• Indigenous peoples in Kenya

    Indigenous peoples in Kenya

    The indigenous peoples in Kenya include hunter-gatherers such as the Ogiek, Sengwer, Yaaku Waata and Sanya, while pastoralists include the Endorois, Turkana, Maasai, Samburu and others.
    Kenya has no specific legislation on indigenous peoples and has yet to adopt the UN Declaration on the Rights of Indigenous Peoples.
  • Peoples

    79,000 people in Kenya are hunter-gatherers.
    25 per cent of Kenya's population belong to pastoralist groups.
  • Land rights

    26 May 2017, the African Court of Human and Peoples Rights judged in favor of the Ogiek community of Kenya. The judgement was a historic victory for the Ogiek, who were acknowledged as indigenous and won both compensation from the government of Kenya and the right to stay in the Mau forest.
  • Rights

    Kenya has no specific legislation on indigenous peoples and has yet to adopt the United Nations Declaration on the Rights of Indigenous Peoples and ratify International Labour Organization Convention 169
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  • Focus on harmful traditional practice of "Girl beading" in Kenya

Focus on harmful traditional practice of "Girl beading" in Kenya

Indigenous pastoralist women in northern Kenya, including the Samburu women, suffer from many human rights violations as both belonging to marginalized indigenous communities and as being women who are victims to various forms of harmful traditional practices.

The organization 'Samburu Women for Education & Environment Development Organization' (SWEEDO) works for the improvement of the situation of the Samburu women, and IWGIA supports them with a project addressing harmful traditional practices with a particular focus on the tradition of “Girl beading”, which entails engagement of very young girls in sexual relationships. The project seeks to facilitate community discussions on the need for changing harmful traditional practices of indigenous communities. The project is unique in the sense that it not only focuses on the girls that suffer from oppression in relation to beading, but also on how the practice is perceived by different age groups and by men in an attempt to break taboos and develop joint community solutions. The tradition of beading frequently leads to cruel forceful abortions, increases the spread of HIV/AIDS and forces the girls to leave school. As part of the project supported by IWGIA, SWEEDO has recently published a newsletter where the beading practice is for the first time highlighted and discussed.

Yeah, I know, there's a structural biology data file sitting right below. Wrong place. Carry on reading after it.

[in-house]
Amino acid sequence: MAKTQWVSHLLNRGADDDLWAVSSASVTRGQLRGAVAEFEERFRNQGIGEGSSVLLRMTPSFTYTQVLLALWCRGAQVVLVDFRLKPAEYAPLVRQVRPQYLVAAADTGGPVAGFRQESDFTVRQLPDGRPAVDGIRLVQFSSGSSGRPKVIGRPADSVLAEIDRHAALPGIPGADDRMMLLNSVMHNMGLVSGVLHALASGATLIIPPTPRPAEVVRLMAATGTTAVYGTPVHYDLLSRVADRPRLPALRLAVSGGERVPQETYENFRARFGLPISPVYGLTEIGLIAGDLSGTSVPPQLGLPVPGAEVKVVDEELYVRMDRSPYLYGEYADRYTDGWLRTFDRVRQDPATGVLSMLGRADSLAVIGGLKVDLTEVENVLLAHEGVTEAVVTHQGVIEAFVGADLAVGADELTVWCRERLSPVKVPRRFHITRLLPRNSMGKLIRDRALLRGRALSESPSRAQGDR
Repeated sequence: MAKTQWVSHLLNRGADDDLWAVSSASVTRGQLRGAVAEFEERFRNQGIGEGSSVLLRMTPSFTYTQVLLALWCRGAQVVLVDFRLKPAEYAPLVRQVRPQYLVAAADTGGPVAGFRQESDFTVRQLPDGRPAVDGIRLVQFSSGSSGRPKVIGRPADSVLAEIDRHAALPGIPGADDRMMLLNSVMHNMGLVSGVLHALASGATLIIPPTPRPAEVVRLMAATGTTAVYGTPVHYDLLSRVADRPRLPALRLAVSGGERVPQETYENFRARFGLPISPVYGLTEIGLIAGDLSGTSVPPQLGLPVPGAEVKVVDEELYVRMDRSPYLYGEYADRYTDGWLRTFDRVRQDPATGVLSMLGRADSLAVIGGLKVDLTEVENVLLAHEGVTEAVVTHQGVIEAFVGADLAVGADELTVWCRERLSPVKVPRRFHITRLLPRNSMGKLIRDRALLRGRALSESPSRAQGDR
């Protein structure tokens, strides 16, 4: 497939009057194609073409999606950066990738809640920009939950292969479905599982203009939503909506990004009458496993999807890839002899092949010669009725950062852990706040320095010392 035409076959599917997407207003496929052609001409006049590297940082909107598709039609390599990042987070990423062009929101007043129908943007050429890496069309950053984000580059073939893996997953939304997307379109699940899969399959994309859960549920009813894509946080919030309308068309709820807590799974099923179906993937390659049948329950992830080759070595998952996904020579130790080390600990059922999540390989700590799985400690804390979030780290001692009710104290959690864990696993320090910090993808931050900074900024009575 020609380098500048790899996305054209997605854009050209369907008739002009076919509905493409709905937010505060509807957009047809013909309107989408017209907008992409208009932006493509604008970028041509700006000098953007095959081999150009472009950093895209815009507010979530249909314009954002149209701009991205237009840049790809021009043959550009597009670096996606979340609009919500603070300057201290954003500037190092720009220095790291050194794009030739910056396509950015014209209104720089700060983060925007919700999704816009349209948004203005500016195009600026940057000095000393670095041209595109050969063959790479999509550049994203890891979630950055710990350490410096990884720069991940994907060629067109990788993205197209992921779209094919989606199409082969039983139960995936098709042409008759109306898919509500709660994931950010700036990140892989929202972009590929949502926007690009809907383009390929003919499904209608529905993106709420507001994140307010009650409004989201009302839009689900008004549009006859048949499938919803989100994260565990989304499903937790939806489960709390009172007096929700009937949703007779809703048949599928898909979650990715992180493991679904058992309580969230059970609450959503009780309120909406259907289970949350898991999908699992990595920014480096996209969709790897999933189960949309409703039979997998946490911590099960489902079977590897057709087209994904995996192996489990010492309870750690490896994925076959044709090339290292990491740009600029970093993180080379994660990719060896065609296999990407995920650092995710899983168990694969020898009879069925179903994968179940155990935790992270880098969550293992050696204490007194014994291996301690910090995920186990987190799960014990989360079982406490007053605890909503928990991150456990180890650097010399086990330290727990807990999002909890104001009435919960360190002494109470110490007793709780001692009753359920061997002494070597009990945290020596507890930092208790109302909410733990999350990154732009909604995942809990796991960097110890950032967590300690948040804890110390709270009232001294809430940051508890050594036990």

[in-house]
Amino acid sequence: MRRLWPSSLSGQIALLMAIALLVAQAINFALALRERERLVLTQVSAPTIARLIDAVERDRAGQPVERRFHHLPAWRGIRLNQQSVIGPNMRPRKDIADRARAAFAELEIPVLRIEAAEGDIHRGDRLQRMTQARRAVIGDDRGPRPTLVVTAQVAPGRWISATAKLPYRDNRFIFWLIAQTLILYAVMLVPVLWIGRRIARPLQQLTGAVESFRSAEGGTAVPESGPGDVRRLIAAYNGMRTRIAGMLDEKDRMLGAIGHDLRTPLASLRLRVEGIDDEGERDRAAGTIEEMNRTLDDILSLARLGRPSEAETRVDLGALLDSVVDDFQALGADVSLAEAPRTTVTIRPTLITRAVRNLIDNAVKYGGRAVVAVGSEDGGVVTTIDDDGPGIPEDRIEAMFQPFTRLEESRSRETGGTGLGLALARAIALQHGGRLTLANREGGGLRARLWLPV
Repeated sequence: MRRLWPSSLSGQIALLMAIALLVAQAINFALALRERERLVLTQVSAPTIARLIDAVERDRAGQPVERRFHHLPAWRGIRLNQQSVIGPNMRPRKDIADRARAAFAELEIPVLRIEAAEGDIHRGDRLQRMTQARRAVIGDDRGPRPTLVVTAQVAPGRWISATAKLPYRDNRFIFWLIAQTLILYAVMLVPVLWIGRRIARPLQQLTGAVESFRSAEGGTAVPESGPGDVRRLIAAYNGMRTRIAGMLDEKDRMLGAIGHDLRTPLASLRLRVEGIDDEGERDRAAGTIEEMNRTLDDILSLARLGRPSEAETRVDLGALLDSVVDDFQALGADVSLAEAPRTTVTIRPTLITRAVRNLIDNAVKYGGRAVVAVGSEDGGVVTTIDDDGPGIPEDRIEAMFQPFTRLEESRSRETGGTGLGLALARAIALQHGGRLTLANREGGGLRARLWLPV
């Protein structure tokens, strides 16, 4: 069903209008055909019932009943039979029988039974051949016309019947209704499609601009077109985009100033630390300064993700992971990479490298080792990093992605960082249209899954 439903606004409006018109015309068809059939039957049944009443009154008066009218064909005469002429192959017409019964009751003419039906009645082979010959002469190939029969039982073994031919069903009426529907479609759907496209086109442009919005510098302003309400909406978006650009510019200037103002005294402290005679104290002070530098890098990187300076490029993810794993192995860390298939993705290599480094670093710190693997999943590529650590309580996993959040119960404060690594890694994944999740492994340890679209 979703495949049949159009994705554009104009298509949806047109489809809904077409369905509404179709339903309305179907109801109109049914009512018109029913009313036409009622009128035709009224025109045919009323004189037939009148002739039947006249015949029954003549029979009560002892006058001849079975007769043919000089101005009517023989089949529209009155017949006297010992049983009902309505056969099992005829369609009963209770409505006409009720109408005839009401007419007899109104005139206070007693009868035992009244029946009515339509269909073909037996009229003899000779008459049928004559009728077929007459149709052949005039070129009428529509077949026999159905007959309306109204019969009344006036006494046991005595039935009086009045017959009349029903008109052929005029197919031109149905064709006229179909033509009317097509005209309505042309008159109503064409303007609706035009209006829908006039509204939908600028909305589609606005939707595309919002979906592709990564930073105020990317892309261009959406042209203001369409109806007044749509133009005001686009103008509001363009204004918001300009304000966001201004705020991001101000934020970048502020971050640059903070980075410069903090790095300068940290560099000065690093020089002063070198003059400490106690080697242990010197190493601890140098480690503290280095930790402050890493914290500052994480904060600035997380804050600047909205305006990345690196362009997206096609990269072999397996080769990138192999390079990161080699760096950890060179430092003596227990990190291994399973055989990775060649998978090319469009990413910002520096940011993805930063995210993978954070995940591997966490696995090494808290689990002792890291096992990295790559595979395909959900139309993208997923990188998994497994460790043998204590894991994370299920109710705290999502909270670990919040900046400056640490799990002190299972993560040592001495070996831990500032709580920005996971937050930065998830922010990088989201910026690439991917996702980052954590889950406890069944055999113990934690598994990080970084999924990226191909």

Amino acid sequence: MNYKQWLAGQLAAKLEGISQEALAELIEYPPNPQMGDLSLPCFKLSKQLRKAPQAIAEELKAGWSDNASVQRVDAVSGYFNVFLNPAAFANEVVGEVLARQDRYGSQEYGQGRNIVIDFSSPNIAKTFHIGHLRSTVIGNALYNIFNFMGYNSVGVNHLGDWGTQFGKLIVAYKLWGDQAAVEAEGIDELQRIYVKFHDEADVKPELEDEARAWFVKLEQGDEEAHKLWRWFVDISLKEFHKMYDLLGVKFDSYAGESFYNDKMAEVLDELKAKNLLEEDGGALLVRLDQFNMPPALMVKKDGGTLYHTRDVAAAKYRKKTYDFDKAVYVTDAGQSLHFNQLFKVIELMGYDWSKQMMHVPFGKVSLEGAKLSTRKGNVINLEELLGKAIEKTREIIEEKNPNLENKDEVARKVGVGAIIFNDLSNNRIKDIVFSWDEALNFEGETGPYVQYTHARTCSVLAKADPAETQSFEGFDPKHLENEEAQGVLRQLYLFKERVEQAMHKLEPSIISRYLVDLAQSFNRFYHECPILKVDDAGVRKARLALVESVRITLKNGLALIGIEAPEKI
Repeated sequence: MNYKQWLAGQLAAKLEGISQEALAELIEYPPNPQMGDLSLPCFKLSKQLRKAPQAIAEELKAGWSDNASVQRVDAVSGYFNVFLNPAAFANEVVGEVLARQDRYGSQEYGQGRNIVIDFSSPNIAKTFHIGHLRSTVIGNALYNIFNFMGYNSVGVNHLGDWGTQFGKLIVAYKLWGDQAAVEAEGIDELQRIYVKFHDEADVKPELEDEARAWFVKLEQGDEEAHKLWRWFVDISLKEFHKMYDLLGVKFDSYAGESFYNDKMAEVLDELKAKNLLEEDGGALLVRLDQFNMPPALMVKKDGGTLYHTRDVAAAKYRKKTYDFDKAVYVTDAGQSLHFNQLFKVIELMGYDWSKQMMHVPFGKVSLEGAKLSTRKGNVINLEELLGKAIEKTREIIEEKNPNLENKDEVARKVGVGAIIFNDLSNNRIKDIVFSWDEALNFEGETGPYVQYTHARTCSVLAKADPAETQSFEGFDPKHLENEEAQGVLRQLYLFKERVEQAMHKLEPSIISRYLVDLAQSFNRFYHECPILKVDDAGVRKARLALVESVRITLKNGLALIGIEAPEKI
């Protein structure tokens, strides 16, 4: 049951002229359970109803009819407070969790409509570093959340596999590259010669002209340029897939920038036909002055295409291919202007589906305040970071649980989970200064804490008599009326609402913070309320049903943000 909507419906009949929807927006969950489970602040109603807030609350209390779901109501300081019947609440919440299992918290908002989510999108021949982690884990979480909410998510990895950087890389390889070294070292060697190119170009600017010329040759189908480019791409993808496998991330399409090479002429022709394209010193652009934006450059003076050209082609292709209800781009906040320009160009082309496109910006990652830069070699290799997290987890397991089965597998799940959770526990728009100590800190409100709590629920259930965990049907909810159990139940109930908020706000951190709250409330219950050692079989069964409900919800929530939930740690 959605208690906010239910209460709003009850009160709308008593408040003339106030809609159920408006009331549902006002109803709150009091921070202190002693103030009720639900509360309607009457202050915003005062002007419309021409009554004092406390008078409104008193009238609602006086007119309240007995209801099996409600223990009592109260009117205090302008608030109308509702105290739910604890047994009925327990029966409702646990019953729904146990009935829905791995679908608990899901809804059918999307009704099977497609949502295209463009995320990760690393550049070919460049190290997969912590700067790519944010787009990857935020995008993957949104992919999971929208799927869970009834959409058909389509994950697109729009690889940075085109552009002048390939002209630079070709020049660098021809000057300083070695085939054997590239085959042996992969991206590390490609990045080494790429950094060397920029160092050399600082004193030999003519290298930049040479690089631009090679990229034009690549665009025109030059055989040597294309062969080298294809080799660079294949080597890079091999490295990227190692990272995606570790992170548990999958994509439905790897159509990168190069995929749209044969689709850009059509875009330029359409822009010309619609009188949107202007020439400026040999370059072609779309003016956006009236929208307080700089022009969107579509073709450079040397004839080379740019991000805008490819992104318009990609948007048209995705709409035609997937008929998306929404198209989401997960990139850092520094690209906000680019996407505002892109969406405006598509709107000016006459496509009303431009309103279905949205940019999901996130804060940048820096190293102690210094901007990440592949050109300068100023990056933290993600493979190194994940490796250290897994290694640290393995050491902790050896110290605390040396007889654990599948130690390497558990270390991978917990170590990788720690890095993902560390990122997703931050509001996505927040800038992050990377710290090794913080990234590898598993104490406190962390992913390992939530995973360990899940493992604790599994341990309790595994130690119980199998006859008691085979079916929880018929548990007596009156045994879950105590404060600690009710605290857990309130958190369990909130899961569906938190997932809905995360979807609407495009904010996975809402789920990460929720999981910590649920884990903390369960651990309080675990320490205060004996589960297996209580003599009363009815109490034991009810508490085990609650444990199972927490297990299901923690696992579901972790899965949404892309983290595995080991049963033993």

About IWGIA

IWGIA - International Work Group for Indigenous Affairs - is a global human rights organisation dedicated to promoting, protecting and defending indigenous peoples’ rights. Read more.

Indigenous World

IWGIA's global report, the Indigenous World, provides an update of the current situation for indigenous peoples worldwide. Download here.

Contact IWGIA

Prinsessegade 29 B, 3rd floor
DK 1422 Copenhagen
Denmark
Phone: (+45) 53 73 28 30
E-mail: iwgia@iwgia.org
CVR: 81294410